Hayek, Joas and the Ends of Value — Part One

Burning Man Festival (photo Victor Habchy)

A few years ago, professor of political science Corey Robin published an essay on the Austrian school of economics called “Nietzsche’s Marginal Children”. (Recently republished in a new edition of his book The Reactionary Mind.) Robin makes the case for an “elective affinity” between Nietzsche’s ethical philosophy and the Austrians’ appropriation of the marginal revolution in economics for conservative ends. He highlights that one of the most important and influential thinkers of this school, Friedrich Hayek, wrote that it was entirely legitimate for the wealthy elite, even in a modern, liberal-democratic society, to establish the values by which the rest of society ought to live. The wealthy were, in effect, the aristocratic “free spirits” of Nietzsche’s philosophy; while those on the left who advocate egalitarianism and social justice give expression to a form of “ressentiment” — Nietzsche’s term (not I believe explicitly used by Hayek) for a morality motivated by feelings of inferiority and revenge.

Robin’s interpretation of Hayek met with strong resistance among libertarian commentators. While nobody, I suspect, is really under any illusion about the correlation between right-wing views and libertarianism, libertarians themselves are nevertheless very sensitive about the way in which such views are expressed. Crass elitism just won’t do; one has to articulate prejudices against the left and admiration for the rich in ways which make them academically respectable. Hence the virulence with which Robin was attacked for supposedly distorting Hayek’s views. (Robin’s response to critics, with links to their criticisms, can be found here.)

Unfortunately for the libertarians, one only has to read the chapters Robin cites from Hayek’s The Constitution of Liberty to see that there cannot be any doubt about the validity of Robin’s interpretation. Hayek is not subtle about his views on the rich; he does not attempt to qualify the conclusions he draws and there is no additional subtext to muddy the waters. The wealthy elite, according to Hayek, possess the “attitudes and modes of life” appropriate to those who take economic responsibility, show initiative and solve problems; in contrast to the employed, for whom “work is largely a matter of fitting himself into a given framework during a certain number of hours.” (p. 106) The rich establish the goals of society by making visible, from their “advanced position,” the “next range of desires and possibilities” which will preoccupy society (p. 40); they live “in a phase of evolution others have not yet reached,” and it is by virtue of their “experimenting with new styles of living not yet accessible to the poor” that progress is made. (p. 41)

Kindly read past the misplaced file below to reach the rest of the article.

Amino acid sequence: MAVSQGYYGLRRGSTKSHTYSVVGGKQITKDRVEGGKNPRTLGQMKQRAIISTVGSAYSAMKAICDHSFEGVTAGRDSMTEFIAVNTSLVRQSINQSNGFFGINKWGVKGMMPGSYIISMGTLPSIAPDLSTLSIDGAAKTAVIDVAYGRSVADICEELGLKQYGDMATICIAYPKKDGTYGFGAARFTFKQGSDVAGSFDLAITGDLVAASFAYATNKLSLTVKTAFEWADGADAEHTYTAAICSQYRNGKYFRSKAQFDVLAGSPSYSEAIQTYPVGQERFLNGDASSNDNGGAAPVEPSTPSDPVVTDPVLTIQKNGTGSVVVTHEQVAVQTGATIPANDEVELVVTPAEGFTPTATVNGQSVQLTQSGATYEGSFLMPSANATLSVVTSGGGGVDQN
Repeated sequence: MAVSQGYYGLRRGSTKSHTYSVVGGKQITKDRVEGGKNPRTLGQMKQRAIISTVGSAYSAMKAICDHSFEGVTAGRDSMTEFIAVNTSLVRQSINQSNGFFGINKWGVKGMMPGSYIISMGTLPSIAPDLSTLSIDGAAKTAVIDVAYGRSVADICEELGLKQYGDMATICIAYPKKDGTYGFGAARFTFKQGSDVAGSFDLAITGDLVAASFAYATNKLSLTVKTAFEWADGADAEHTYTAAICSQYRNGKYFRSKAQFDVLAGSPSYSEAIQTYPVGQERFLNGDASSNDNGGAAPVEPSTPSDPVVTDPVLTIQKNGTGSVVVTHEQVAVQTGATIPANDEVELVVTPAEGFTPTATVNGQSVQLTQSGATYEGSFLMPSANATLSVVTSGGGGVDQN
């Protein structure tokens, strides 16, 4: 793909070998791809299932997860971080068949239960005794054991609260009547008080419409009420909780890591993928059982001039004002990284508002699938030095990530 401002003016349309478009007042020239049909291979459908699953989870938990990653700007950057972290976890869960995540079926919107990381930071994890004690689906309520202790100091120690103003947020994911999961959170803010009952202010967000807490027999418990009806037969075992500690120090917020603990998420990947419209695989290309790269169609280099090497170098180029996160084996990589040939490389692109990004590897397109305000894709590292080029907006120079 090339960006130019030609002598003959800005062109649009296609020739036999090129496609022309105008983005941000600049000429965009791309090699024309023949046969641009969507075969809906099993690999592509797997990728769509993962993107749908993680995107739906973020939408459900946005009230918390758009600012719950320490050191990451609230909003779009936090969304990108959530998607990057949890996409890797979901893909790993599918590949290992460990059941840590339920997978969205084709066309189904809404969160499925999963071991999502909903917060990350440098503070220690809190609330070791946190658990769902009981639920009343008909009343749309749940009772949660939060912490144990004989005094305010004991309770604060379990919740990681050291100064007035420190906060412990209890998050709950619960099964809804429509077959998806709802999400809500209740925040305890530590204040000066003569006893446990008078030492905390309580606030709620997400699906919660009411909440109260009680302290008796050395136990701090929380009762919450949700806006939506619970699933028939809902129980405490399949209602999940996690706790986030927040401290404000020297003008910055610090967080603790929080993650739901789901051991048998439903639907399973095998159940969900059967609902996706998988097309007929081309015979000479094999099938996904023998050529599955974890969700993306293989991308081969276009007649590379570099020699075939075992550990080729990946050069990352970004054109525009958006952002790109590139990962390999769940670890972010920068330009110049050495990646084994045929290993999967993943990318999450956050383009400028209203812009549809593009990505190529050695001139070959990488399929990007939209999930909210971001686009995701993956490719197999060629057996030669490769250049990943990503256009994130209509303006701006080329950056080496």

To leave the discussion about Hayek’s values at this, however, would be a mistake. As Robin emphasises, Hayek’s views are very influential today. We can learn a great deal about the background to the current intellectual climate by examining more closely Hayek’s claims about the origins of social values. To do this, I will look at his essay “Three Sources of Human Values”, published as an epilogue to his book Law, Legislation and Liberty. I will be contrasting Hayek’s argument with the German philosopher Hans Joas’ treatment of the philosophy of value in his book The Genesis of Values. Joas not only surveys the key thinkers who have discussed the concept of value over the last one hundred and fifty years; he also puts forward a compelling (if preliminary) pragmatist account of value. The ground covered by Joas’ book helps put into a theoretical context Hayek’s claims and illuminates some of the confusions which plague Hayek’s thinking on the topic.